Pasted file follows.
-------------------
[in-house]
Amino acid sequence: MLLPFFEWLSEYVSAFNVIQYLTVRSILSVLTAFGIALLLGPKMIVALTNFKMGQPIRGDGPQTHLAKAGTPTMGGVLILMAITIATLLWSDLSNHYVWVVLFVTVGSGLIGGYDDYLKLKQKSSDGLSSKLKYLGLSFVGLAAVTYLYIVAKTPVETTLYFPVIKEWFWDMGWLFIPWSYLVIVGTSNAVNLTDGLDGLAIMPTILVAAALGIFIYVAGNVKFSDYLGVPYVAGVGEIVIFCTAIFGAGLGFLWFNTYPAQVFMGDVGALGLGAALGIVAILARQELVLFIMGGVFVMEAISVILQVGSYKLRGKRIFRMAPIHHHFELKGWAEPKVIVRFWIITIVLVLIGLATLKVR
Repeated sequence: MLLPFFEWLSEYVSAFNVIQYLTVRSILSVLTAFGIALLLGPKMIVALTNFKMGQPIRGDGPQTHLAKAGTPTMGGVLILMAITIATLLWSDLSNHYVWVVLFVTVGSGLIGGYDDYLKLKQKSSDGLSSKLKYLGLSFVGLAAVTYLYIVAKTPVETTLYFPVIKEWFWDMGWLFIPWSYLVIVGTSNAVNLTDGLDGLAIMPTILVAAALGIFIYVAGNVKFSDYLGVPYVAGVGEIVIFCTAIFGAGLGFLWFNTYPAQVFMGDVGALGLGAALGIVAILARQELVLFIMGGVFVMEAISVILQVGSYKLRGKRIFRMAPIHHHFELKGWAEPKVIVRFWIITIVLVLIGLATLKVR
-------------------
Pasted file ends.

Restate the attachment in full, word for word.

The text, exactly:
[in-house]
Amino acid sequence: MLLPFFEWLSEYVSAFNVIQYLTVRSILSVLTAFGIALLLGPKMIVALTNFKMGQPIRGDGPQTHLAKAGTPTMGGVLILMAITIATLLWSDLSNHYVWVVLFVTVGSGLIGGYDDYLKLKQKSSDGLSSKLKYLGLSFVGLAAVTYLYIVAKTPVETTLYFPVIKEWFWDMGWLFIPWSYLVIVGTSNAVNLTDGLDGLAIMPTILVAAALGIFIYVAGNVKFSDYLGVPYVAGVGEIVIFCTAIFGAGLGFLWFNTYPAQVFMGDVGALGLGAALGIVAILARQELVLFIMGGVFVMEAISVILQVGSYKLRGKRIFRMAPIHHHFELKGWAEPKVIVRFWIITIVLVLIGLATLKVR
Repeated sequence: MLLPFFEWLSEYVSAFNVIQYLTVRSILSVLTAFGIALLLGPKMIVALTNFKMGQPIRGDGPQTHLAKAGTPTMGGVLILMAITIATLLWSDLSNHYVWVVLFVTVGSGLIGGYDDYLKLKQKSSDGLSSKLKYLGLSFVGLAAVTYLYIVAKTPVETTLYFPVIKEWFWDMGWLFIPWSYLVIVGTSNAVNLTDGLDGLAIMPTILVAAALGIFIYVAGNVKFSDYLGVPYVAGVGEIVIFCTAIFGAGLGFLWFNTYPAQVFMGDVGALGLGAALGIVAILARQELVLFIMGGVFVMEAISVILQVGSYKLRGKRIFRMAPIHHHFELKGWAEPKVIVRFWIITIVLVLIGLATLKVR